Resistor – The 5th Season (2021)

Resistor - The 5th Season (2021)
Artist: Resistor
Album: The 5th Season
Genre: Crossover Prog
Year Of Release: 2021
Quality: FLAC (tracks+.cue)

1. Winter (13:03)
2. Saint Iris (5:29)
3. Seraphim (4:55)
4. Cricket Season (1:48)
5. Till Spirits Rise (4:54)
6. Aurora (8:27)
7. Falling Snow (6:19)


– Steve Unruh / guitars (right channel), vocals, violin, flute
– Rob Winslow / bass
– Barry Farrands / drums, vocals
– Fran Turner / guitars (left channel), backing vocals

It will come as no surprise to anyone to realise this is the fifth album from the American crossover progressive rock band who comprise Steve Unruh (guitars, vocals, violin, flute), Rob Winslow (bass), Barry Farrands (drums, vocals) and Fran Turner (guitars, backing vocals). All songs are credited to all four members apart from “Cricket Season”, which features just Unruh and Turner. It starts off gently with flute and acoustic guitars and is somewhat reminiscent of early Genesis before Steve lets his Anderson influences go and some of the tonguing techniques are certainly quite Tull in nature.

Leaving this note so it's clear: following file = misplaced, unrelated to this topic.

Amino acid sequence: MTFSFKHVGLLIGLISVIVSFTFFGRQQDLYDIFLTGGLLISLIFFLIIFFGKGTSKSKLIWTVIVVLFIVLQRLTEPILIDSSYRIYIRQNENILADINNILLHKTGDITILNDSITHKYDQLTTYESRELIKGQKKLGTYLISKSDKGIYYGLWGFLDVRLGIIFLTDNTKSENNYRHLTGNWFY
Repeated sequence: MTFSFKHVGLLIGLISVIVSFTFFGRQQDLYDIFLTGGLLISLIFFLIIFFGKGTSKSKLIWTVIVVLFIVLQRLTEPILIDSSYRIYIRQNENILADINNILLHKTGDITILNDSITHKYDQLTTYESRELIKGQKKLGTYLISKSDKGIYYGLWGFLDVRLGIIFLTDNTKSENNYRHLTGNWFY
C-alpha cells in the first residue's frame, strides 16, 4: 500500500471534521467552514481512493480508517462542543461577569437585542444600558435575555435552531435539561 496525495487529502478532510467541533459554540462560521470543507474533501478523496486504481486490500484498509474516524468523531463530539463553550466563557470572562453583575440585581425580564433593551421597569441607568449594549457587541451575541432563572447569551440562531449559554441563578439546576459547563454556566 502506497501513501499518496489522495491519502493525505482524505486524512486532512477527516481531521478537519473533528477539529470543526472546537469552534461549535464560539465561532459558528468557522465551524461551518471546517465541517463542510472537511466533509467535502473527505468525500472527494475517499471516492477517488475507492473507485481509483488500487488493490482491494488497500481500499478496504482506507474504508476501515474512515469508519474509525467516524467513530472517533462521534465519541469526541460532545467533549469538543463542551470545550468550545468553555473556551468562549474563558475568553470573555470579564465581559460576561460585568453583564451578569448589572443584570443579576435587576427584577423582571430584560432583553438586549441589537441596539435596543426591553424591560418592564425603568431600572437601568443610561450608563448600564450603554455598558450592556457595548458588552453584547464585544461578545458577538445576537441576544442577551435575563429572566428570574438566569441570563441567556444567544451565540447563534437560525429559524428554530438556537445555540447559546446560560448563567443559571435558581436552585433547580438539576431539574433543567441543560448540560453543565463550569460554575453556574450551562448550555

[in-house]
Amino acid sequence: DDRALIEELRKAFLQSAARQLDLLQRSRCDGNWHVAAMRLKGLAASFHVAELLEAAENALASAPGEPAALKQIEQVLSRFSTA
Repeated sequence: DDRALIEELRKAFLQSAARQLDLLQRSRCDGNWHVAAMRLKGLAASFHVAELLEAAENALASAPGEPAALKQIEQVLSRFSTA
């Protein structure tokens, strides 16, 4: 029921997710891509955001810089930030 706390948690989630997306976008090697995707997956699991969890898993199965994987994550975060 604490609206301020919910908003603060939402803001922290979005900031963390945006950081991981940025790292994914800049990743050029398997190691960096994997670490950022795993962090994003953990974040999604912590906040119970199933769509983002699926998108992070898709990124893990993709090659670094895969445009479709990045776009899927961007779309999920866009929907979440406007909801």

When many people see a flute in a prog band they immediately think of Jethro Tull, while a violin will often lead them towards Kansas, but apart from the aforementioned short instrumental (less than two minutes) this is a group are very much standing on their own, with just a few similarities here and there. There are times when I was reminded somewhat of Mike Oldfield, but for the most part this is nice middle of the road lightweight prog with diverse influences combined with an AOR approach which makes it thoroughly enjoyable the first time it is played. Strangely enough, even though this is nicely accessible, the more it is played the more there is to enjoy as the guys have a great feel for the arrangements, and the addition of violin and flute means that it is not noticeable that there are no keyboards whatsoever. I do like that they keep Steve’s and Fran’s guitars in separate channels all the way through so one knows guitars on the left are Steve and on the right are Fran which allows us to hear more distinctly what each is bringing to the overall sound.

They do rock when the time is right, but very much in an American fashion, and this is another album which fits in solidly with some of the bands comes out of the States in the Nineties and is a very pleasant listen indeed.  
Review by kev rowland

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